Want to be forever relevant? Keep your power as a sought-after pro
Updated: Sep 24, 2021
In our parents’ and grandparents’ eras, you went to school or apprenticed in a trade, acquiring the skills you’d need for a lifetime of work. You might’ve spent decades working for the same company. After 20 or 30 years, maybe they’d gift you a clock with your name on it.
Now think about the last time you had to learn something new. My guess is that it wasn’t back in your college days—it was more like yesterday.
Or maybe it was this morning.
You didn’t chide yourself for not knowing the answer. You likely sought out resources so you could learn what you didn’t know. (And you probably turned to technology as the quickest means in which to do it.)
Regardless, you’ve sought (and continue to seek) ways to improve and expand your knowledge because you know it's your currency in the knowledge economy.
So…how are you learning?
1. Follow Experts’ Twitter Accounts
Who knew Twitter could be educational?
Hilarious memes, trending topics, a constantly updating feed…what starts as a few minutes of scrolling can soon turn into a couple of hours.
Quit Twitter? Certainly, no. But you can use Twitter to your benefit by consuming content that actually helps you become a pro (in between meme-scrolling, of course).
Thought leaders are dropping wisdom daily. For example, if you’re a marketer, you can follow Ann Handley. A Wall Street Journal bestselling author and Head of Content at MarketingProfs, Ann Handley not only shares her articles and podcasts, but also links to other amazing content on marketing. (See this tweet where she shared a guide to thought leadership strategy by Ashley Faus.)
Media outlets = a treasure trove of expert insights. If you’re a higher ed professional, for instance, you can follow The Chronicle of Higher Education to read the latest news on all things higher ed, and then take things one step further by engaging with authors on this platform, or inviting them to connect on LinkedIn.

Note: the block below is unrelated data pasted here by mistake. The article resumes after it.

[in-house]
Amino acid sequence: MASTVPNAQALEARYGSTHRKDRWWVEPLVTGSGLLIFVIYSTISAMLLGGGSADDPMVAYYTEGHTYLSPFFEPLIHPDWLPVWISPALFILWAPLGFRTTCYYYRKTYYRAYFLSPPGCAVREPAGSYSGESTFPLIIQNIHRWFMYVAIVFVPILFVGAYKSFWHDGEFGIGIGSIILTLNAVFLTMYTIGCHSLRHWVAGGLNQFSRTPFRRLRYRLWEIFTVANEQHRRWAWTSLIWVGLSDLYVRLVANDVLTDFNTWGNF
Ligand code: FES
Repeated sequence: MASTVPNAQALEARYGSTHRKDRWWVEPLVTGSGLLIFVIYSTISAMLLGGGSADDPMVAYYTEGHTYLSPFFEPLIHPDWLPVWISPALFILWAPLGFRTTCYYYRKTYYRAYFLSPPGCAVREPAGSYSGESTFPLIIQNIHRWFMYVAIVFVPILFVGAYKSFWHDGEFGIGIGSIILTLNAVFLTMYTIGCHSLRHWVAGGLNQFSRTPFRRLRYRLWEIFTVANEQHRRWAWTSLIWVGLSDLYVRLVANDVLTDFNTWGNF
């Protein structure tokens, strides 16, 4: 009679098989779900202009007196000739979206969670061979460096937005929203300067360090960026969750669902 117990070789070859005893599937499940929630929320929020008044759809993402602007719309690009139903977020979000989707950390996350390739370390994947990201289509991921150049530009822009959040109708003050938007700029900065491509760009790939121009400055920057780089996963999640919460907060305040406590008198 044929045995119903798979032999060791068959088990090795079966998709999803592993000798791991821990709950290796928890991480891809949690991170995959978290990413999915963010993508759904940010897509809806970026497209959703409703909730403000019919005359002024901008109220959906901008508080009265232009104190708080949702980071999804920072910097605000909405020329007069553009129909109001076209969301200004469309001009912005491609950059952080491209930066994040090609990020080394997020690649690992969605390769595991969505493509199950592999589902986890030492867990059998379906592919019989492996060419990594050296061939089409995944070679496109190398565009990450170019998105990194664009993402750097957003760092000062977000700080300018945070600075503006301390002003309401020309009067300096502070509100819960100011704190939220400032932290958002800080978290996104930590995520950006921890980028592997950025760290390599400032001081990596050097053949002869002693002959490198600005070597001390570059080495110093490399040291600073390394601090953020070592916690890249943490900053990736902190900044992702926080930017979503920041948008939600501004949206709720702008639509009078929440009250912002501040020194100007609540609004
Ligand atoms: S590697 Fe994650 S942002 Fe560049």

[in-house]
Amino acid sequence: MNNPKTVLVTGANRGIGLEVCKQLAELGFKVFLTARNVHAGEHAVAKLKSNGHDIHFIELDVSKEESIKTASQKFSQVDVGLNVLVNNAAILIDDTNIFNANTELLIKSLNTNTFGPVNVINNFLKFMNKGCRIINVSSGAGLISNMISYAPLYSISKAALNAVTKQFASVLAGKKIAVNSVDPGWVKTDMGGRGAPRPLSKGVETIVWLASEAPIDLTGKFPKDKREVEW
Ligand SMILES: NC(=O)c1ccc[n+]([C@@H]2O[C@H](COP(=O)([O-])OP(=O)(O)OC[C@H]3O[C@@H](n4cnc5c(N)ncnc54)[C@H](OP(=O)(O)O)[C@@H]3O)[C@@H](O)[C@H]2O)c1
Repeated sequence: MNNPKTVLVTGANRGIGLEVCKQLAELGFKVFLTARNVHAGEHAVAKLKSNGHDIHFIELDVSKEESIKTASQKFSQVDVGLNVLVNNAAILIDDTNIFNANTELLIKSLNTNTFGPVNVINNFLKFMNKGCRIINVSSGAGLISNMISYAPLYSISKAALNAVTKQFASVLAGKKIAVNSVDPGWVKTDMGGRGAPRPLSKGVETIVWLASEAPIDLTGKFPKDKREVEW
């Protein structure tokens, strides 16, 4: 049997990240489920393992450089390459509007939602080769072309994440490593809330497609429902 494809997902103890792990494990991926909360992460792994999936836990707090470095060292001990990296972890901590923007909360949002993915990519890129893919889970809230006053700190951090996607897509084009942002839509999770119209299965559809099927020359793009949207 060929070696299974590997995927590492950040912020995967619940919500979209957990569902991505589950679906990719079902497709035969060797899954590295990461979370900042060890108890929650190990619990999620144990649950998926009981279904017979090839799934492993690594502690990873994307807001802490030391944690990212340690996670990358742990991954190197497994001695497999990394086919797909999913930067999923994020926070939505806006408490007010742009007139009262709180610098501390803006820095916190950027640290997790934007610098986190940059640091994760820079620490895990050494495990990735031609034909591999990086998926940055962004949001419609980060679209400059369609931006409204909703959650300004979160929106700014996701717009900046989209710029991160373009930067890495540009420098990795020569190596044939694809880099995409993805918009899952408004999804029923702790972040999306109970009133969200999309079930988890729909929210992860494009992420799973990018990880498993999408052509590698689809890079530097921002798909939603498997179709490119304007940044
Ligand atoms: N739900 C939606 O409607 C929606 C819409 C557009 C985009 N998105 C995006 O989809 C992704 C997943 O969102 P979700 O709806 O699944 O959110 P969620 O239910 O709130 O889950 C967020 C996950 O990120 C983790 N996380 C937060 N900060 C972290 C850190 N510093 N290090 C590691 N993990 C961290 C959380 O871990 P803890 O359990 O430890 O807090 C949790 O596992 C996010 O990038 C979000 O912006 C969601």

Threads are the best kind of internet rabbit holes. Search for [“thing you’re interested in” + “thread”] to find thematically linked tweets, which contain many nuggets of wisdom. Check out this ‘ultimate distribution thread’ from Ross Simmonds. Try out a suggestion or two and share the results.
You get the idea!
2. Learn From Educational YouTube Videos
“The most valuable workers now and in the future will be those who can combine human + technical skills (human+ for short), and adapt to the changing needs of the workplace.”
- Michelle R. Weise, Long Life Learning
To stay relevant in your career, you need to embrace the idea of lifelong learning. And one of the most accessible ways to learn new skills or gain knowledge is by watching educational YouTube videos.
For example, PBS Learning Media streams virtual discussions and live webinars to provide educators with professional development resources, tools, and strategies. On Richard Byrne’s YouTube channel, you’ll find tutorials, tricks, and tips on popular edtech.
3. Listen to Podcasts
You can’t read a newsletter while commuting or cooking. You can’t read tweets or watch YouTube videos while you’re doing the chores. But you can listen to podcasts.
Listening to podcasts from domain experts makes my mundane tasks more interesting and productive. This has to be my favorite!
If you’re a content creator, I recommend a podcast called On the Media. It’s not just for content creators per se but is all about storytelling from a media brand and journalism perspective. You’re sure to walk away with new lessons, ideas, or cautionary tales after each episode.
Listen to the story of the Washing Post acquisition by Jeff Bezos here.
💡 Not ready to commit to a podcast series just yet? Google "Expert name" + "podcast" to find all the places your favorite authors and thought leaders are showing up!
Take charge of your path forward by following these unconventional means of self-directed learning and stay relevant forever!
Megha Sharma is a freelance content writer. A skilled and versatile creator of blog posts, articles, web copy, press releases, and newsletters, she regularly produces content for companies in a variety of niches.